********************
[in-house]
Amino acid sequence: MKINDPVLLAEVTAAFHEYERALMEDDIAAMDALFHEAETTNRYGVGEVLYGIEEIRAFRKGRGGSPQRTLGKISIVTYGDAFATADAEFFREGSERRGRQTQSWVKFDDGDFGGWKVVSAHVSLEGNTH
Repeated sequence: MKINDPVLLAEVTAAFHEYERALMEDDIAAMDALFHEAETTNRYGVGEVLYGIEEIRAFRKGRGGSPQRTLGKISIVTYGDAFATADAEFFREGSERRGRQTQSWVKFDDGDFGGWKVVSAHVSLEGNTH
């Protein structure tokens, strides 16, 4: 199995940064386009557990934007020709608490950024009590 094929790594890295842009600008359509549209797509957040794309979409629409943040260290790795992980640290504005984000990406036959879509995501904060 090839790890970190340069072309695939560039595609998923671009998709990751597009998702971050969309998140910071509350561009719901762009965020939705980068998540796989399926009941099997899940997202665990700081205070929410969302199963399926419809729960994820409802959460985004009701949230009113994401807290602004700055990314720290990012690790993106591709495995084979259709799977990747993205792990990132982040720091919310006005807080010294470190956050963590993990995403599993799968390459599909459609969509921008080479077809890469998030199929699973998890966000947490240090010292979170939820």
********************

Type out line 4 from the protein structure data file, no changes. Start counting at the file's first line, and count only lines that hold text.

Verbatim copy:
């Protein structure tokens, strides 16, 4: 199995940064386009557990934007020709608490950024009590 094929790594890295842009600008359509549209797509957040794309979409629409943040260290790795992980640290504005984000990406036959879509995501904060 090839790890970190340069072309695939560039595609998923671009998709990751597009998702971050969309998140910071509350561009719901762009965020939705980068998540796989399926009941099997899940997202665990700081205070929410969302199963399926419809729960994820409802959460985004009701949230009113994401807290602004700055990314720290990012690790993106591709495995084979259709799977990747993205792990990132982040720091919310006005807080010294470190956050963590993990995403599993799968390459599909459609969509921008080479077809890469998030199929699973998890966000947490240090010292979170939820």